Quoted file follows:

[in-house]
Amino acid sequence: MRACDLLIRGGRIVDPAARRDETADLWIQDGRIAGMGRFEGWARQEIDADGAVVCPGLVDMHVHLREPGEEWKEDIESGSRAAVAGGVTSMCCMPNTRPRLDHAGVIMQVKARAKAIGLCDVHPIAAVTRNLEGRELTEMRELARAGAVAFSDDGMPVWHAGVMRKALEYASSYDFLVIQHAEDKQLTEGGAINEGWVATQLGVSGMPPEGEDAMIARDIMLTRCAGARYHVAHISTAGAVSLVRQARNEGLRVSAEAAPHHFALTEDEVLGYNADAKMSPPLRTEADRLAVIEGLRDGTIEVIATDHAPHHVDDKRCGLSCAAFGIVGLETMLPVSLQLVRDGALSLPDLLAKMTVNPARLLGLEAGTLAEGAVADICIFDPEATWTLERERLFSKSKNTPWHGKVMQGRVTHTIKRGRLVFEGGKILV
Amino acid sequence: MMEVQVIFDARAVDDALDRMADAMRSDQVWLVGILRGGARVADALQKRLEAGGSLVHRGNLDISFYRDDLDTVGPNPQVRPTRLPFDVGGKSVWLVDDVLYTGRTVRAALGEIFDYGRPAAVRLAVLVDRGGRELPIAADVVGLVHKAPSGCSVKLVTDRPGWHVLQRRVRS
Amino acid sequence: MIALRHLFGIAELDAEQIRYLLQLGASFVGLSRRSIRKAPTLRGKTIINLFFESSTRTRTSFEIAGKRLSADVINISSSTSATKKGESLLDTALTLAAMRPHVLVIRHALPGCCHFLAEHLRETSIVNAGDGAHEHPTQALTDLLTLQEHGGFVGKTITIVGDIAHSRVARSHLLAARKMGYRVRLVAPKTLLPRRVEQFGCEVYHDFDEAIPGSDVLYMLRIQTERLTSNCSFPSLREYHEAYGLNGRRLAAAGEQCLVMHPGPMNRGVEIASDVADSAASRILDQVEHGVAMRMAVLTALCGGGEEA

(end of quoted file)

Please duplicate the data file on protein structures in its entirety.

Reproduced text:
[in-house]
Amino acid sequence: MRACDLLIRGGRIVDPAARRDETADLWIQDGRIAGMGRFEGWARQEIDADGAVVCPGLVDMHVHLREPGEEWKEDIESGSRAAVAGGVTSMCCMPNTRPRLDHAGVIMQVKARAKAIGLCDVHPIAAVTRNLEGRELTEMRELARAGAVAFSDDGMPVWHAGVMRKALEYASSYDFLVIQHAEDKQLTEGGAINEGWVATQLGVSGMPPEGEDAMIARDIMLTRCAGARYHVAHISTAGAVSLVRQARNEGLRVSAEAAPHHFALTEDEVLGYNADAKMSPPLRTEADRLAVIEGLRDGTIEVIATDHAPHHVDDKRCGLSCAAFGIVGLETMLPVSLQLVRDGALSLPDLLAKMTVNPARLLGLEAGTLAEGAVADICIFDPEATWTLERERLFSKSKNTPWHGKVMQGRVTHTIKRGRLVFEGGKILV
Amino acid sequence: MMEVQVIFDARAVDDALDRMADAMRSDQVWLVGILRGGARVADALQKRLEAGGSLVHRGNLDISFYRDDLDTVGPNPQVRPTRLPFDVGGKSVWLVDDVLYTGRTVRAALGEIFDYGRPAAVRLAVLVDRGGRELPIAADVVGLVHKAPSGCSVKLVTDRPGWHVLQRRVRS
Amino acid sequence: MIALRHLFGIAELDAEQIRYLLQLGASFVGLSRRSIRKAPTLRGKTIINLFFESSTRTRTSFEIAGKRLSADVINISSSTSATKKGESLLDTALTLAAMRPHVLVIRHALPGCCHFLAEHLRETSIVNAGDGAHEHPTQALTDLLTLQEHGGFVGKTITIVGDIAHSRVARSHLLAARKMGYRVRLVAPKTLLPRRVEQFGCEVYHDFDEAIPGSDVLYMLRIQTERLTSNCSFPSLREYHEAYGLNGRRLAAAGEQCLVMHPGPMNRGVEIASDVADSAASRILDQVEHGVAMRMAVLTALCGGGEEA